Scientists in America have more than doubled the number of known regions in the brain’s outer mantle, known as the cortex.
The findings could help add to the understanding of how the regions evolved and how they contribute to health and disease. The new map, based on research funded by the National Institutes of Health Human Connectome Project (HCP), divides the left and right cerebral hemisphere into 180 different areas. This can enable scientists to understand differences in the brains of patients with diseases such autism, schizophrenia, compared to healthy subjects.
The team used MRI imaging to measure connectivity, topography, architecture and activity in the brains of 210 healthy male and female participants, and confirmed the findings in another independent group of 210 people. They took MRIs of people both engaged in a task, such as listening to a story, and in a resting state. Nighty-seven new cortex areas were identified, and an additional 83 previously known areas were confirmed.
Some areas found were located or oriented differently in a small number of participants, but the software algorithms were still able to map them correctly, providing a ‘fingerprint’ of each area. Lead study author Matthew Glasser, Ph.D., of Washington University in St. Louis said: “The ability to discriminate individual differences in the location, size and topology of cortical areas from differences in their activity or connectivity should facilitate understanding of how each property is related to behavior and genetic underpinnings.”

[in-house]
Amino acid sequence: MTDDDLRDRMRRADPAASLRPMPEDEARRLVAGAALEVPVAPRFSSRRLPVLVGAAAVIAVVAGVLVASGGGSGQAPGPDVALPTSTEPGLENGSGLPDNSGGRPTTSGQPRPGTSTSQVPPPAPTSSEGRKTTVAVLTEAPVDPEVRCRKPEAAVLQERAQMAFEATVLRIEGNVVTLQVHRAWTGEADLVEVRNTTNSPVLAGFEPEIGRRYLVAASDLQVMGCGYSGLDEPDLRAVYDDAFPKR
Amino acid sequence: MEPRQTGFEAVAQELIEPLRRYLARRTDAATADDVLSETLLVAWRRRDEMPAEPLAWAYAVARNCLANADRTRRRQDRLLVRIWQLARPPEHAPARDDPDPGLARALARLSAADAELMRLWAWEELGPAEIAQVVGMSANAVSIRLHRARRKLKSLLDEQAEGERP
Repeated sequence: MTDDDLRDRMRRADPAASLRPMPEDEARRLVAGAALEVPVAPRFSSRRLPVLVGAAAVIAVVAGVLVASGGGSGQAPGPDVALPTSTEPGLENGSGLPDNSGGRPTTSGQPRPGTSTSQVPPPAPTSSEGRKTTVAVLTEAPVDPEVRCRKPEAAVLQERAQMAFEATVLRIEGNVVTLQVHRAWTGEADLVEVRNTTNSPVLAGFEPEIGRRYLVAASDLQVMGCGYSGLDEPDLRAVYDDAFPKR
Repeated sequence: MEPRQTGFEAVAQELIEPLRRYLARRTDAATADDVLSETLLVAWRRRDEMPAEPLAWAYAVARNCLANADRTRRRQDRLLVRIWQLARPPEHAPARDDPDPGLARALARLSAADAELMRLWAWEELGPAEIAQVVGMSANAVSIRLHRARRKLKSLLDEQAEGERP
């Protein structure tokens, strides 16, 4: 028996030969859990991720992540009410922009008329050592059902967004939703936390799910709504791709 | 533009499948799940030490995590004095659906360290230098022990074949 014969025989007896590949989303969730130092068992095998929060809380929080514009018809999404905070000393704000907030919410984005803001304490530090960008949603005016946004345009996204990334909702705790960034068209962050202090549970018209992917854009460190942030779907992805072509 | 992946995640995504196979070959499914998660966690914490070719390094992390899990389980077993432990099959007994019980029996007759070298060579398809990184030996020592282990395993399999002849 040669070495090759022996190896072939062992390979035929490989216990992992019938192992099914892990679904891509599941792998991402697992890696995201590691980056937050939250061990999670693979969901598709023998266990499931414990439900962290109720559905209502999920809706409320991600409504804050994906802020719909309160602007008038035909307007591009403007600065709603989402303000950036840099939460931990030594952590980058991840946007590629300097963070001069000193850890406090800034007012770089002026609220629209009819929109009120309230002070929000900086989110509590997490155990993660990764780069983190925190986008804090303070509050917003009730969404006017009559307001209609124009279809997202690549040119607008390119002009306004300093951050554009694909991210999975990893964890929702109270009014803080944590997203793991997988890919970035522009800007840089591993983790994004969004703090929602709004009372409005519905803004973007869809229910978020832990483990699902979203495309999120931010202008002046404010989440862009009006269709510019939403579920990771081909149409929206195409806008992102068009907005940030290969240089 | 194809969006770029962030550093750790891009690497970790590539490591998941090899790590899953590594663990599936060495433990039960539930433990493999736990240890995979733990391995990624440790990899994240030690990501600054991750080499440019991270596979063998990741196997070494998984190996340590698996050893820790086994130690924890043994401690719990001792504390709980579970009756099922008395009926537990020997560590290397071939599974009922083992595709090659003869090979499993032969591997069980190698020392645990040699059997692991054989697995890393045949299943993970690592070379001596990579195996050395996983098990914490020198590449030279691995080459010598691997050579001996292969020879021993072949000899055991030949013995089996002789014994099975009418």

The Human Connectome Project is a five year, large-scale attempt led by David Van Essen, Ph.D., that aims to usher in new information about the human brain by creating a map of neural connectivity to be shared with neuroscientists. The project used a specialized MRI machine to map the brains of 1,200 young adults.
Computational centre launched
Brown University, in Rhode Island in America, has launched a Center for Biomedical Research Excellence in Computational Biology of Human Disease to expand its research using computer analyses to fight disease. A new five-year $11.5 million grant from the National Institutes of Health means that Brown University can expand its research in computational biology. The work will support five early career faculty members as they tackle the genomics underlying diseases such cancer, preeclampsia and severe lung infections.
Agreement is signed
Swedish company Sprint Bioscience has signed an agreement with the Center for Hematology and Regenerative Medicine (HERM) at the Karolinska Institute in Stockholm to evaluate Sprint Bioscience drug candidates for the treatment of acute myeloid leukaemia, one of the most common forms of blood cancer. The partnership enables the identification of patients who may benefit from a future drug and the work will be conducted on HERM’s and Sprint Biosciences’ respective research laboratories at Novum in Huddinge, Sweden.
Australian company Sasmar Pharmaceuticals has acquired Aquatrove Biosciences, an American biotechnology company focused on discovery, research and development in human reproductive health and fertility. Sasmar’s President and CEO John-Michael Mancini said “The acquisition captures the capability and know-how built up over many years by the specialised team at Aquatrove and facilitates the realisation of our plans for growth.”